Q: “Do you think a higher horsepower car or higher downforce car is more difficult to maximize EoB (End-of-Braking) to full throttle?”
A: Not really. It’s all about using the car’s braking, cornering, and acceleration capabilities appropriately, and that doesn’t really change from a low horsepower/downforce car to a high horsepower/downforce car. I do think it can be difficult to have the patience in the transition from EoB to beginning to apply the throttle in some cars. See, some cars require a slight hesitation to allow the car to finish rotating enough to be pointing in the right direction before getting on the throttle, and sometimes with a higher horsepower car, you have to hesitate a tiny bit longer.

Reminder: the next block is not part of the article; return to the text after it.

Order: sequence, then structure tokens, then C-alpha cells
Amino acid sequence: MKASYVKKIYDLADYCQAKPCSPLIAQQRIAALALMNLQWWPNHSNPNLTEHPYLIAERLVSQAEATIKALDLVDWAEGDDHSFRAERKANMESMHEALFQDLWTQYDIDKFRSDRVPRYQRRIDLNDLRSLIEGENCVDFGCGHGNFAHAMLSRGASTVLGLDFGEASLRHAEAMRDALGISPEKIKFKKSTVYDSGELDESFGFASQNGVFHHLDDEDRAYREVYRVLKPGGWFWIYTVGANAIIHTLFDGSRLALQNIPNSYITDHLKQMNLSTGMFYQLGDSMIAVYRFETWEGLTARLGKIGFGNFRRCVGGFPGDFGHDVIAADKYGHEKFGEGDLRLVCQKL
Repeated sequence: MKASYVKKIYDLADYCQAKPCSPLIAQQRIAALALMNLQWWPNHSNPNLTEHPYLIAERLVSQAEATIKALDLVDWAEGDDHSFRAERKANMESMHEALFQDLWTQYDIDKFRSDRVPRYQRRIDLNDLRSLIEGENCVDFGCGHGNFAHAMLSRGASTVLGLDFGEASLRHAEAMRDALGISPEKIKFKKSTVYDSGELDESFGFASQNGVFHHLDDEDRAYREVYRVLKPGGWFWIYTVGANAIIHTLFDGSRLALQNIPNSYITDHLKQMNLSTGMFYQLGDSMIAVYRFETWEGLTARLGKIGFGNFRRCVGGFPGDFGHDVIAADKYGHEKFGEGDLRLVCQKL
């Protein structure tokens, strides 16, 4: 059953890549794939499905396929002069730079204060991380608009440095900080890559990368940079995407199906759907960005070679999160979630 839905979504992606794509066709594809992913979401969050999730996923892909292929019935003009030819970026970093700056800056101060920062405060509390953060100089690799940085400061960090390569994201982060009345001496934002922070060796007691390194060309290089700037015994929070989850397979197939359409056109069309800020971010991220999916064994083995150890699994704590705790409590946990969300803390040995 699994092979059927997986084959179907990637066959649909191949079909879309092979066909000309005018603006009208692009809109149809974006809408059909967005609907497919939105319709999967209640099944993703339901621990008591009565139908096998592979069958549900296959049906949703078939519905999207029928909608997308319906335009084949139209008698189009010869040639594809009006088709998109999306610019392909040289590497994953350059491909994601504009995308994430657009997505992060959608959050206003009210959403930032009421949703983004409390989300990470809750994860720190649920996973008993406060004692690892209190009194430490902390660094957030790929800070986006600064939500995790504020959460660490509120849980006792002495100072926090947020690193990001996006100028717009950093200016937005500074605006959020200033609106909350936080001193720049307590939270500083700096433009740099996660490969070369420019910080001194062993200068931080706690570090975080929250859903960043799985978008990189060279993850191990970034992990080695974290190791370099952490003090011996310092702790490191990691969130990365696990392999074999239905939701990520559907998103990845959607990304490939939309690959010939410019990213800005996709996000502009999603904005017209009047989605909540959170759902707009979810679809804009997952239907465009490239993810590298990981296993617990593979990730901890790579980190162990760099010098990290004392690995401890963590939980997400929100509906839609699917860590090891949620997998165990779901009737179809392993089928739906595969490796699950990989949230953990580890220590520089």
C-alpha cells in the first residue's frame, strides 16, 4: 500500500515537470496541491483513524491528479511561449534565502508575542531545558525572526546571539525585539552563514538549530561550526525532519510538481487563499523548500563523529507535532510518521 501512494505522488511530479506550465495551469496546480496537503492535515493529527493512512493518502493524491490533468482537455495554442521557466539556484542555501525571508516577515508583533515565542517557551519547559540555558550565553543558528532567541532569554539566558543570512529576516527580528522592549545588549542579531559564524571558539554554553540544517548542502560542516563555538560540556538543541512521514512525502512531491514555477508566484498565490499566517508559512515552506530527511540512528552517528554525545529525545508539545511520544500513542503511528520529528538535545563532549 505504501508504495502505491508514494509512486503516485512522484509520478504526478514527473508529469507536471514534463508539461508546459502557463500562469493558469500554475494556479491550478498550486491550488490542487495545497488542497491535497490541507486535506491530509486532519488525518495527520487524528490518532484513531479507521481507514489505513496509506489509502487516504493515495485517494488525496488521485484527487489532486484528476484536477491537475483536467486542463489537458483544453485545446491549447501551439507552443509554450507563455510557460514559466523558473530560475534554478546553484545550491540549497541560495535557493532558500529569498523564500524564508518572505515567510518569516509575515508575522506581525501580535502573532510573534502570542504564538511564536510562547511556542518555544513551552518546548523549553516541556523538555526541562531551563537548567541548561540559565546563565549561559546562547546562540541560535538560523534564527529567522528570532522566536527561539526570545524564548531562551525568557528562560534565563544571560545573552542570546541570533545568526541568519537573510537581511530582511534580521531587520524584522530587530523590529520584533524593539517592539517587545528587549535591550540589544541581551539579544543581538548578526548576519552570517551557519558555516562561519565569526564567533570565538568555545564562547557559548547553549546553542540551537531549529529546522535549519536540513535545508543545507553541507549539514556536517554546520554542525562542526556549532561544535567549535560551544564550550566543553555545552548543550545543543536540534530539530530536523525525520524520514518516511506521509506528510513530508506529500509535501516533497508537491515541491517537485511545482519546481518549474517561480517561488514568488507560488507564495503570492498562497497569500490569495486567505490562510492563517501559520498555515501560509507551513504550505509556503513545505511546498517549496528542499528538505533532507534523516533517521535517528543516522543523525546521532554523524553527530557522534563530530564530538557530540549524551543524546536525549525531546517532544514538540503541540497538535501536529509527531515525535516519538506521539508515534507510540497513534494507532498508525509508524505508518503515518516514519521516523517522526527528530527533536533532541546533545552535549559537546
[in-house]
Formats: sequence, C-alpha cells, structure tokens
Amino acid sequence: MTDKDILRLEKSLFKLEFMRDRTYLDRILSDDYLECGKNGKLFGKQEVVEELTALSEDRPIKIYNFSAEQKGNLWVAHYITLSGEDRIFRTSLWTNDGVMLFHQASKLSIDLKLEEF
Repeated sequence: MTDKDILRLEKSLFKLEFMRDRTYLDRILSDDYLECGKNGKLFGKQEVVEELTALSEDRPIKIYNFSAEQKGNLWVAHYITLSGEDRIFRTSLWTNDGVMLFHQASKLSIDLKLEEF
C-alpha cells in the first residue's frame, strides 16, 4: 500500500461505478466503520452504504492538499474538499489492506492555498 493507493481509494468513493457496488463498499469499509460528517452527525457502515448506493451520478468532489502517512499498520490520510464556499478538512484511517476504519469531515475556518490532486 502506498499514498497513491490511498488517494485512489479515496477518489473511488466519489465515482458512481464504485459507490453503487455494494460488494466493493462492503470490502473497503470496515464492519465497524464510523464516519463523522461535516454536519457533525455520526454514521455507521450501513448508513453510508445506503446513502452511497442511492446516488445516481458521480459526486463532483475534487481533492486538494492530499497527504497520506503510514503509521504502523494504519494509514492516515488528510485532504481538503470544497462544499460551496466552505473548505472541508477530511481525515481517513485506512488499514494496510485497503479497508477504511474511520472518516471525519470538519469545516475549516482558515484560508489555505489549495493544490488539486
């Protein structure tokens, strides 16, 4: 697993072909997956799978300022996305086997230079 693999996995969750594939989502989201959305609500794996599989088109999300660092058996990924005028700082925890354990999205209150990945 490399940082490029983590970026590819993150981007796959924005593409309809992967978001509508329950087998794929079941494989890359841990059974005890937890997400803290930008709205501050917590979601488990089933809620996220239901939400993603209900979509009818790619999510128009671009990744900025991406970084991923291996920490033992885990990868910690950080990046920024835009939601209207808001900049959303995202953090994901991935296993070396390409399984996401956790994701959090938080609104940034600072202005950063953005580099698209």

The key is learning what you car prefers, and that is not easy in any car. It is simple! But not easy. Using segment times, data, timing video replays, making note of top speeds on the following straightaways, and outright lap times are the hard metrics to use. But you’ll learn nothing if you don’t experiment with the amount of hesitation between the EoB and throttle application, and the same is true if you don’t change up the timing and rate of release of the brake pedal. The combination of the brake release and the timing of going back to throttle is what you need to “play” with, while paying attention to the results.
This is a place I have struggled, and spent a day with Andy Pilgrim to help get through it. I do have a high hp car, and having coaches continue to tell me to be WOT too soon in sessions created a paradigm I had to break, Having Andy’s data to compare to mine, and seeing him enter corners 1 to 2 mph slower than me to reduce this hesitation, and him leaving those corners 1 to 2 mph faster consistently was eye opening, and changed my approach. The car was happier, and so was I.